The Supreme Court ruling granting tribal sovereignty was issued on this date. It still stands today.
It all started with Samuel Worcester (left) and Elizur Butler, missionaries to the Cherokee. While the Supreme Court debated, they sat in a Georgia jail, sentenced to four years hard labor. Their crime: living on Cherokee lands without a permit, a rule created by Georgia specifically to rid themselves of such missionaries. Worcester had spent the last seven years among the Cherokee, translating the Bible, working with them to create the Cherokee Phoenix newspaper (still published today) and printing press (the Cherokees had a higher literacy rate than the Georgia settlers), and using the courts to fight for Cherokee sovereignty.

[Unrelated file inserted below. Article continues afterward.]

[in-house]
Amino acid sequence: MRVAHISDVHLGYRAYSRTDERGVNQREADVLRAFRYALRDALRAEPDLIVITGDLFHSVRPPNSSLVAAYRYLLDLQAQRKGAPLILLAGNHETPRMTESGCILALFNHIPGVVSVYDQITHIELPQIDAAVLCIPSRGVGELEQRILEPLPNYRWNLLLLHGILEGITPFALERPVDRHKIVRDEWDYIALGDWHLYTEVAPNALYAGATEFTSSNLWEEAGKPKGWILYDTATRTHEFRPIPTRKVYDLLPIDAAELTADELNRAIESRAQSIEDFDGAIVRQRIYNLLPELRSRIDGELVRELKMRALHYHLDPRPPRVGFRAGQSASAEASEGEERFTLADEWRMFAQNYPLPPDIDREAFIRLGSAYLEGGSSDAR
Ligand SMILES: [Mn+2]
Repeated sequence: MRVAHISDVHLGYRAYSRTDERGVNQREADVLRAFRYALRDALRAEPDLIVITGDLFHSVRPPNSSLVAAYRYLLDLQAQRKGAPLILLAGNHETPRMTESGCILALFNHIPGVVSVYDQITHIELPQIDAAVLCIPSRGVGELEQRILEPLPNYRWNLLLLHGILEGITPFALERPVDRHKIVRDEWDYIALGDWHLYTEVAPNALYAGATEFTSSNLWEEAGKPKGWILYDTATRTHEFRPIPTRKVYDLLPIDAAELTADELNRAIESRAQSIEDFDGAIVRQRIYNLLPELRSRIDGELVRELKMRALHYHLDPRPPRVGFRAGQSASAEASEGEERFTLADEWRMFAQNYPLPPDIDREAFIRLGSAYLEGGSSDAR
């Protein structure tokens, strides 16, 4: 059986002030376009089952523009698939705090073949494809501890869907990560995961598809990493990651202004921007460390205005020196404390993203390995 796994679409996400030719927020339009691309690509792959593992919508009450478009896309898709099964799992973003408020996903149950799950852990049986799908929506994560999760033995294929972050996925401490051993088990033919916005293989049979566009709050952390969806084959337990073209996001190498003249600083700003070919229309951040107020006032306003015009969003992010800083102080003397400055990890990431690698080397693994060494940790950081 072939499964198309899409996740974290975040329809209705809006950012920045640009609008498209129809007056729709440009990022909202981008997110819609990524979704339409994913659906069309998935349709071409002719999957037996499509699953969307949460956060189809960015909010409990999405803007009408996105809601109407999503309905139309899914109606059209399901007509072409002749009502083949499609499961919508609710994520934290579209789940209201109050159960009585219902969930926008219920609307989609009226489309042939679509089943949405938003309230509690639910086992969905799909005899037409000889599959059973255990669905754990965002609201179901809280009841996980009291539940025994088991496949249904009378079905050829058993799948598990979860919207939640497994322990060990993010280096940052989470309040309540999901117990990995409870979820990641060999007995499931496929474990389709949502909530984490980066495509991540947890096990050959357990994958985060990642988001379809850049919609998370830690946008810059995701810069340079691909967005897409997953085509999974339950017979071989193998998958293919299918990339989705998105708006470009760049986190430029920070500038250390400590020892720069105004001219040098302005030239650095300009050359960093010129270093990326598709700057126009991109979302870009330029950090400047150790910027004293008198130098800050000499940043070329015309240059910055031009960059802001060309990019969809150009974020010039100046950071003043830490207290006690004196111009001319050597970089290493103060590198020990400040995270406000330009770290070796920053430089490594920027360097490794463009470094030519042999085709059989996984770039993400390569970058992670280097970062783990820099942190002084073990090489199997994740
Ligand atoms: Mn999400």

In the end, Worcester and Butler offered themselves as bait. They declined their pardons so they could take their case to the US Supreme Court.
The ruling came in Worcester v. Georgia, 31 US (6 Pet.) 515:
“The Cherokee nation, then, is a distinct community, occupying its own territory, with boundaries accurately described, in which the laws of Georgia can have no force, and which the citizens of Georgia have no right to enter but with the assent of the Cherokees themselves, or in conformity with treaties and with the acts of Congress.”
Worcester and Butler remained in jail a few more months, until Georgia was good and ready to let them go.